The differences in the consonants are all recorded, I can't think of more. Things like apical trills to cornal continuant for RP /r/, a bunched tongue continuant that might turn out to be uvular in [parts of] the home counties, home counties affrication of /tr/, /dr/ and /tju/, /dju/ used to be resisted in RP but is increasingly accepted now etc. Glottalized voiceless stops and affricates are shunned or accepted in accents all around the world, formerly resisted in RP but now increasingly accepted.Delete
No NG-coalescence is news, I'm collecting 19thc literature on Kent, if anything turns up I'll tell you.
Thanks for the reply, Sidney. Informative as ever!Delete
For the lack of NG-coalescence in parts of Kent, see pages 365-366 in Wells (1982). Also on page v of the Linguistic Atlas of England:
/ŋg/ in tongue persists in a large area of the North-west Midlands and in an isolated pocket in mid-Essex, while the plural form /ŋgz/ in tongs continues in a smaller North-west Midlands area and in most of Kent.
Ed: "Is there any rhoticity left in the Home Counties?"Delete
I think so. I watched this video somewhere online of a middle-aged, Oxford professor giving a lecture on Beowulf. Based on his accent, I thought he was from Bristol or somewhere else in the West Country. He pronounced many non-prevocalic R's. He said he was from Essex, which surprised me. I didn't realize there were people from Essex who spoke like him. I don't know where in Essex he came from though.
LOT (!) is [o] often enough with younger speakers, or even further.Delete
I suppose LOT could be as high as [o] in RP or southern English English without the risk of confusion with THOUGHT because of the length of the latter. Compare American English where the difference between LOT and THOUGHT is entirely one of quality. I'll have to listen out for those [o]'s. Just out of curiosity, why the exclamation point in parentheses after LOT?Delete
Mainly to keep casual readers from autocorrecting this to the THOUGHT vowel, and rather secondarily because the LOT vowel went quite a way from ɒ to o (or farther) with the same clientele. If RP grandpa used to say he was Surrey for something, the children's apology is closer to French souris.Delete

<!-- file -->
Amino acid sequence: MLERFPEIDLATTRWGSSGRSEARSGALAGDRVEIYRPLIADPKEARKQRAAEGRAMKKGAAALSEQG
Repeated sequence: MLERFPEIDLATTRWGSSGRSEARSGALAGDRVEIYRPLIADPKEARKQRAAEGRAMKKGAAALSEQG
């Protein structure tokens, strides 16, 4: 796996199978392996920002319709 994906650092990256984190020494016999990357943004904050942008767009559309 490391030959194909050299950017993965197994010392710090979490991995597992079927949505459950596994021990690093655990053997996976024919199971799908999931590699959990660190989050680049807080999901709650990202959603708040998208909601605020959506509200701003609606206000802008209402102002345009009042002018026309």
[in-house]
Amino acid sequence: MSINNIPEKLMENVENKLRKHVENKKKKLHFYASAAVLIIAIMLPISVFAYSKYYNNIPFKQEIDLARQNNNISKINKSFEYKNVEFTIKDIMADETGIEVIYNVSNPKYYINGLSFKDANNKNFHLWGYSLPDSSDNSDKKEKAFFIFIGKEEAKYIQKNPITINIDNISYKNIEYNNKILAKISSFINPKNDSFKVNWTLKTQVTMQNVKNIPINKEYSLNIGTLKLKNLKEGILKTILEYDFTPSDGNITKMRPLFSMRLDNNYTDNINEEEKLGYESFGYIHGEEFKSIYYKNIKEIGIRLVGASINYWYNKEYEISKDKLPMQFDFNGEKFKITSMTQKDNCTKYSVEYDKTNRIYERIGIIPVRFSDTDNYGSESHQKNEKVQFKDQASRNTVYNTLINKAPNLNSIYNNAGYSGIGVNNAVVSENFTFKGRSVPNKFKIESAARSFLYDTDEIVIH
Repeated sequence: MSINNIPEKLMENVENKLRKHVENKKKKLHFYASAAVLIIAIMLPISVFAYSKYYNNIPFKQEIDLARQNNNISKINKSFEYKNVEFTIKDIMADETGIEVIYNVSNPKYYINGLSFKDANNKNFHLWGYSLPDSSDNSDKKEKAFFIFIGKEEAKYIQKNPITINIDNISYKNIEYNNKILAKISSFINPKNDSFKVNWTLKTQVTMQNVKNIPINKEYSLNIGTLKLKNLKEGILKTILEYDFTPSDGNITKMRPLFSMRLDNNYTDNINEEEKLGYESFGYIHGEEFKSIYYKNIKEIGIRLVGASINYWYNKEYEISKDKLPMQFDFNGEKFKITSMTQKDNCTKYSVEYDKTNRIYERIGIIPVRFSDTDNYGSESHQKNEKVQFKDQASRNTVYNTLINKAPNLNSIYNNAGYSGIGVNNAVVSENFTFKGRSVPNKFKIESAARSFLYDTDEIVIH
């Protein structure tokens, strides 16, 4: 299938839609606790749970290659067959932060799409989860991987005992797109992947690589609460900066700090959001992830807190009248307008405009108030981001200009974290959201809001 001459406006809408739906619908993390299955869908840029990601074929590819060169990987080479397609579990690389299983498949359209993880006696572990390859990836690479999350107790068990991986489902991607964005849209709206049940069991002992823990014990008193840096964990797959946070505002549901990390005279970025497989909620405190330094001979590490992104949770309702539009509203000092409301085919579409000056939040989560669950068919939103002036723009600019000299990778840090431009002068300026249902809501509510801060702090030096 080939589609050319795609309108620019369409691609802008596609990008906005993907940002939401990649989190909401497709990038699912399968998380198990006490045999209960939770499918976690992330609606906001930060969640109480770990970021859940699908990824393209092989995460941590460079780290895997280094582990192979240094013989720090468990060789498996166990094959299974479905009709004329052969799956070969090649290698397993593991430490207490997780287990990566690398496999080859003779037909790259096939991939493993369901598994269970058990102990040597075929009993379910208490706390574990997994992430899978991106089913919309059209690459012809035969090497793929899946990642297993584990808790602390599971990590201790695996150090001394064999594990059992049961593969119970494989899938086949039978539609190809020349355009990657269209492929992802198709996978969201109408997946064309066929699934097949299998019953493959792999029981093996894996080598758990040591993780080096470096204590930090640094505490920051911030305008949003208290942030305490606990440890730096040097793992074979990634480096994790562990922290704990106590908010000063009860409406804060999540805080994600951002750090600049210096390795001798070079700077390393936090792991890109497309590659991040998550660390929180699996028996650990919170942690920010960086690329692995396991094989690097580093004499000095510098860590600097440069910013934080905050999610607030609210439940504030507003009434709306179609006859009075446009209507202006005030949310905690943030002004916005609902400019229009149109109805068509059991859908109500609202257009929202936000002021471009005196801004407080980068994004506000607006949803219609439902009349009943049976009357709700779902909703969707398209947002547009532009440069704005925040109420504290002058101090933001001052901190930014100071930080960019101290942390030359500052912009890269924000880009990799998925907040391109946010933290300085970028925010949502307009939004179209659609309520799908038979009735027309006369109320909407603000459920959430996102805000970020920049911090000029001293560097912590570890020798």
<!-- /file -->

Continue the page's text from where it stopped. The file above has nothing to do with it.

Oh, I see. If people could remember that there is always a range of phonetic realizations for a given phoneme, then they might be less surprised when they saw something like that. But I do have sympathy for "casual readers", if indeed there are any who read a blog such as this.Delete
It's nauty of Sidney to say that "The IPA has done a different straight name swap, to Standard Southern British". The Association hasnt officially recognised any term tho an important contributor to the IPA Handbook did use that unfortunate expression several times.ReplyDelete
Who was this naughty contributor? Or do I have to contact GCHQ?Delete
My apologies Limey. I took it for granted the IPA Handbook had official status that precluded freelance policy decisions. Taking things for granted is indeed nauty.Delete
Personally, I find both "Standard Southern British" and "Received Pronunciation" far preferable to "General British". What do Scots make of that, I wonder?ReplyDelete
I don't think there's a term which is to everyone's liking.Delete
Despite the archaic wording I still prefer the expression "Received Pronunciation", because it's been established for so long and is properly defined. Furthermore, with its rumoured imminent demise, it might be rather late in the day to start rocking the boat. The difference between the RP and home counties accents is very slight, RP is gradually shifting towards the home counties accent, and any confusion arises partly from failure to recognise this. If RP should disappear, let it go. Let the expression "RP" disappear by itself. If it continues, then go on tracking it. But track all the other accents too. If the status of Standard Pronunciation shifts from RP to home counties SBE, then let it happen. If it's a shared status, then recognize that. If it's not a shared status, then recognize that.Delete
But, please, no more fancy names. RP was bad enough. Don't start a new one. Or worse still, don't start several and squable over them.Delete
Re: "no more fancy names": See my incompletelist of fancy names hereDelete
A rose ....Delete
I wonder if claims about the geographical extent of RP/BBC/GB/whatever have been tested. There seem to be a few Scottish-born politicians who speak this way. For example, Tony Blair, Ian Duncan Smith, Yvette Cooper. You might say on a simple level that very few people in Scotland seem to speak this way, but then the same could be said of very many towns in England.Delete
I'm not sure if I can name any Northern Irish people who speak RP. Paddy Ashdown is quite near RP, but then he attended a boarding school in England.